“My goal in coming to General Motors was to help restore
profitability, build a strong market position and position this iconic company
for success,” said Whitacre. “We are clearly on that path. A strong foundation
is in place and I am comfortable with the timing of my decision.”
Whitacre, 68, joined GM as chairman of the board on July 10,
2009. On December 1, 2009, he was named chief executive officer. He led the
company after it emerged from a historic bankruptcy to become a profitable
“Ed Whitacre was exactly what this company needed, at exactly
the right time,” said Pat Russo, lead director on the GM Board. “He simplified
the organization, reshaped the company’s vision, put the right people in place
and brought renewed energy and optimism to GM.”
“Dan Akerson has been actively engaged in and supportive of
the key decisions and changes made at the new GM. He brings broad business
experience, decisive leadership and continuity to this role,” said Russo. “The
Board of Directors deeply appreciates the leadership Ed has provided and is
pleased with the serious commitment Dan is making to the company. We look
forward to his leadership.”
Perhaps a note here about just how large GM actually is, will
be of interest. General Motors traces its roots to 1908. With its global
headquarters in Detroit, Michigan, USA, GM employs 217,000 people in every major
region of the world and does business in some 140 countries. GM and its
strategic partners produce cars and trucks in 34 countries, and sell and service
these vehicles through the following brands: Buick, Cadillac, Chevrolet, FAW,
GMC, GM Daewoo, Holden, Opel, Vauxhall and Wuling. (More information on the new
General Motors can be found at www.gm.com or www.gmthailand.com).
Bio-Bug flushed with poo power
The UK’s first poo-powered VW Beetle, called the Bio-Bug, has
taken to the streets of Bristol in what has been hailed as a breakthrough in the
drive to encourage sustainable power.
The Bio-Bug runs on methane gas generated during the sewage
treatment process. Waste flushed down the toilets of just 70 homes in Bristol is
enough to power the Bio-Bug for a year, based on an annual mileage of 10,000
GENeco, a Wessex Water-owned company, imported specialist
equipment to treat gas generated at Bristol sewage treatment works in Avonmouth
to power the VW Beetle in a way that doesn’t affect its performance.
Mohammed Saddiq, GENeco’s general manager, said he was
confident that methane from sewage sludge could be used as an alternative energy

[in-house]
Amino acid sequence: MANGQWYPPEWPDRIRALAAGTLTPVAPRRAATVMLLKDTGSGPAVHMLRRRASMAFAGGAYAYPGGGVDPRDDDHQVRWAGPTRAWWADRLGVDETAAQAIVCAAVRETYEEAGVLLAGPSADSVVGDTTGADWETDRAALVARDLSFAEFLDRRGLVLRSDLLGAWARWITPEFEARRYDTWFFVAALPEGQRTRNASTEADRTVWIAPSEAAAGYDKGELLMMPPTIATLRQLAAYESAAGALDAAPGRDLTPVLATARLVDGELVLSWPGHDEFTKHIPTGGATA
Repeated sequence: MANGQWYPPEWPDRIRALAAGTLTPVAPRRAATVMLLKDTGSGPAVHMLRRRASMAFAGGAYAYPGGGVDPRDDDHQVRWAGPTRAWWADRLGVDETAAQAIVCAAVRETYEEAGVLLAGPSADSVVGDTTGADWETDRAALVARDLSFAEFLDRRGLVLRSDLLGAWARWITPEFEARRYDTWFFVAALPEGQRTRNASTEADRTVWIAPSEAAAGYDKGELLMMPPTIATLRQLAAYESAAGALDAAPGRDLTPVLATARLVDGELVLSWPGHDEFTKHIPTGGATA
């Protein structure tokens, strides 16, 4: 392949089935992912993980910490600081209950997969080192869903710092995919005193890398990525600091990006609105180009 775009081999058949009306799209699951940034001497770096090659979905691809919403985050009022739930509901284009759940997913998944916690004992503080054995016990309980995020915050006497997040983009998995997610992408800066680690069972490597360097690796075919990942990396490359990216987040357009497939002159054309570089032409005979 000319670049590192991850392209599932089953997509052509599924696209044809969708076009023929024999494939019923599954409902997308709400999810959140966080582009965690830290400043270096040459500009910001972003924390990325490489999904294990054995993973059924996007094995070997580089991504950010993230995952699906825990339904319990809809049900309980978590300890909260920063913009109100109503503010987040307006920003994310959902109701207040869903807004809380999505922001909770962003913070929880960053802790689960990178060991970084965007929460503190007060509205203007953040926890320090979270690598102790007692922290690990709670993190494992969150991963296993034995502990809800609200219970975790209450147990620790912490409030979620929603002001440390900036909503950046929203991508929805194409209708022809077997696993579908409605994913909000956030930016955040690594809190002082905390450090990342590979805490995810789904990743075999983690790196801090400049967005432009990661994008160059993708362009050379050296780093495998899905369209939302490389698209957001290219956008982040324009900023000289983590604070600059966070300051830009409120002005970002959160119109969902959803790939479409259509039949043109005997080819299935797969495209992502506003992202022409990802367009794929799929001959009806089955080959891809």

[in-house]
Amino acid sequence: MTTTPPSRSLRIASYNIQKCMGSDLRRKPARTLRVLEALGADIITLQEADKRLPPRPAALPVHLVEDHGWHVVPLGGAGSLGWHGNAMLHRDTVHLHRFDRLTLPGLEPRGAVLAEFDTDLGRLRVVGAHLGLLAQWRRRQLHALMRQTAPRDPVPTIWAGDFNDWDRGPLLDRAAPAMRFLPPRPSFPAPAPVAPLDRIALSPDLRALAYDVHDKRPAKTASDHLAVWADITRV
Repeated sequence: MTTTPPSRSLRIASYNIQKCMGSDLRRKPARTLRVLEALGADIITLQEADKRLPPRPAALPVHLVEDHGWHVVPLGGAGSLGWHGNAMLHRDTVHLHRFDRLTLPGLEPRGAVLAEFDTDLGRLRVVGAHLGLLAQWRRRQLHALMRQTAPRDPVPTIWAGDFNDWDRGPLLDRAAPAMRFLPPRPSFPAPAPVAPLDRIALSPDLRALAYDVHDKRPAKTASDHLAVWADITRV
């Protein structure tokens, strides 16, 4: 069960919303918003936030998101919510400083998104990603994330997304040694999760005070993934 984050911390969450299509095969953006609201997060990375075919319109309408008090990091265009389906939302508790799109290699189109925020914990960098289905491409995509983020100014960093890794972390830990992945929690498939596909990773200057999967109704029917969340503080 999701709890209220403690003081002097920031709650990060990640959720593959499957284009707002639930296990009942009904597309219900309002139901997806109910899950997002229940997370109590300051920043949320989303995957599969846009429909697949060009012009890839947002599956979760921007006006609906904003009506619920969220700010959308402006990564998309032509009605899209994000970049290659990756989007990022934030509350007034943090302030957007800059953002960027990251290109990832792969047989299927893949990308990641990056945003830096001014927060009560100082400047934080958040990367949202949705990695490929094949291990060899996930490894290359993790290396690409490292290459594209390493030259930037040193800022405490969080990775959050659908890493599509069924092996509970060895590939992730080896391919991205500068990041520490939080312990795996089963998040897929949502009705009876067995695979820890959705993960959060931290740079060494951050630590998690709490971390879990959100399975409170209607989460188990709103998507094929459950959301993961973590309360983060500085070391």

source and was an innovative way of powering company vehicles.
He said, “Our site at Avonmouth has been producing biogas for
many years which we use to generate electricity to power the site and export to
the National Grid.
“With the surplus gas we had available we wanted to put it to
good use in a sustainable and efficient way. We decided to power a vehicle on
the gas offering a sustainable alternative to using fossil fuels which we so
heavily rely on in the UK.
“If you were to drive the car you wouldn’t know it was
powered by biogas as it performs just like any conventional car. It is probably
the most sustainable car around.”
But using biogas from sewage sludge is yet to take off in the
UK despite a significant amount being produced everyday at sewage plants around
To use biogas as vehicle fuel without affecting vehicle
performance or reliability the gas needs to be treated - a process called
“biogas upgrading”. Rather than de-odorizing, it involves carbon dioxide being
separated from the biogas using specialist equipment. If all the biogas produced
at the Avonmouth plant (18 million cubic meters) was converted to run cars it
would avoid around 19,000 tonnes of CO2.
The Anaerobic Digestion and Biogas Association (ADBA) said
the launch of the Bio-Bug proved that biomethane from sewage sludge could be
used as an alternative fuel for vehicles.
ADBA chairman Lord Rupert Redesdale said, “This is a very
exciting and forward-thinking project demonstrating the myriad benefits of
anaerobic digestion (AD).”
GENeco said if the trial involving the Bio-Bug proved
successful it would look to convert some of the company’s fleet of vehicles to
run on biogas.
And before you ask, the Bio-Bug does not have an unmistakable exhaust odor.